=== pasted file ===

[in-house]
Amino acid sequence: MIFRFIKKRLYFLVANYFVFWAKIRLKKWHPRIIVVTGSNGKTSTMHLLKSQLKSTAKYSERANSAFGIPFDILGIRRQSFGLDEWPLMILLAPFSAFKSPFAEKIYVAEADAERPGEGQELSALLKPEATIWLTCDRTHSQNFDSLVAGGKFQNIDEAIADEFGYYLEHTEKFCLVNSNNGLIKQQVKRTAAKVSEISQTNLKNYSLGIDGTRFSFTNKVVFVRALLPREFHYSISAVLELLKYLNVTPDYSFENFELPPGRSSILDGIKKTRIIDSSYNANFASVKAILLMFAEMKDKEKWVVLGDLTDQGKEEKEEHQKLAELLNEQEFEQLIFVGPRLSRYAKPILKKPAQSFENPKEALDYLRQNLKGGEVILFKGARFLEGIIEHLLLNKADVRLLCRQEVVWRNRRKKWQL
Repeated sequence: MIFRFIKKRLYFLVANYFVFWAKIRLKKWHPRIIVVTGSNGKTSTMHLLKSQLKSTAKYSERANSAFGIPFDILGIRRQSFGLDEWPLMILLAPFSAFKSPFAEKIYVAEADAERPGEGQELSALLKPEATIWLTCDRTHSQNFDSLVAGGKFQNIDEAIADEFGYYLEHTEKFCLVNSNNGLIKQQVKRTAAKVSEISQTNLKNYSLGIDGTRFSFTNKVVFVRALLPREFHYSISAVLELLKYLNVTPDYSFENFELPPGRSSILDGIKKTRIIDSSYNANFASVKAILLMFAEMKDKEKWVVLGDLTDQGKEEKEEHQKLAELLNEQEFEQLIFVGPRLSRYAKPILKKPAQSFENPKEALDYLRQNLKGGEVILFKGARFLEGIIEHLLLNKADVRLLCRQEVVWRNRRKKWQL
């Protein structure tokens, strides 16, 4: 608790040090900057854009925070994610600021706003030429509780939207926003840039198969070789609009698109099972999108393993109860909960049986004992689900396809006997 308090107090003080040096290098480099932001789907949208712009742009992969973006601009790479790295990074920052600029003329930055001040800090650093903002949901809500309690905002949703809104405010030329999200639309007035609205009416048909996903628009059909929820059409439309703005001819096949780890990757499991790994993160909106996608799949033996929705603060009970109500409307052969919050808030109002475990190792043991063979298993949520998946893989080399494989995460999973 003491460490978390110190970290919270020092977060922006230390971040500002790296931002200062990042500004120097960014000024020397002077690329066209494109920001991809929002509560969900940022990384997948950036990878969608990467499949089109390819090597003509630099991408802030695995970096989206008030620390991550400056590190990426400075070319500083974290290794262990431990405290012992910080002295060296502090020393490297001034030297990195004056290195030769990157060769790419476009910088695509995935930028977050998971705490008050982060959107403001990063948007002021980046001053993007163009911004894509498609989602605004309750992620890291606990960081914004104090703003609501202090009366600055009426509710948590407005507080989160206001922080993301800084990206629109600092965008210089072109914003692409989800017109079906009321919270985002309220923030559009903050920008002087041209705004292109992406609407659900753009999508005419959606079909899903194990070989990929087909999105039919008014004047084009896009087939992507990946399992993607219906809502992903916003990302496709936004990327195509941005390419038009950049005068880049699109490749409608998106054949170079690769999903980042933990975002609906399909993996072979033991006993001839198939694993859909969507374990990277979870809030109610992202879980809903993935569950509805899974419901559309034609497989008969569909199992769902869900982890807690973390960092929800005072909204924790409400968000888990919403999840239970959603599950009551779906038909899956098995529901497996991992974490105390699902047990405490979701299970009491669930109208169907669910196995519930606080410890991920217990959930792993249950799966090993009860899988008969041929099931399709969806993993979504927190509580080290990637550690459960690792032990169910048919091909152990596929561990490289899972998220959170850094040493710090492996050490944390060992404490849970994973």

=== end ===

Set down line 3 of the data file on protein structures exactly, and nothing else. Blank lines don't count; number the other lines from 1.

Repeated sequence: MIFRFIKKRLYFLVANYFVFWAKIRLKKWHPRIIVVTGSNGKTSTMHLLKSQLKSTAKYSERANSAFGIPFDILGIRRQSFGLDEWPLMILLAPFSAFKSPFAEKIYVAEADAERPGEGQELSALLKPEATIWLTCDRTHSQNFDSLVAGGKFQNIDEAIADEFGYYLEHTEKFCLVNSNNGLIKQQVKRTAAKVSEISQTNLKNYSLGIDGTRFSFTNKVVFVRALLPREFHYSISAVLELLKYLNVTPDYSFENFELPPGRSSILDGIKKTRIIDSSYNANFASVKAILLMFAEMKDKEKWVVLGDLTDQGKEEKEEHQKLAELLNEQEFEQLIFVGPRLSRYAKPILKKPAQSFENPKEALDYLRQNLKGGEVILFKGARFLEGIIEHLLLNKADVRLLCRQEVVWRNRRKKWQL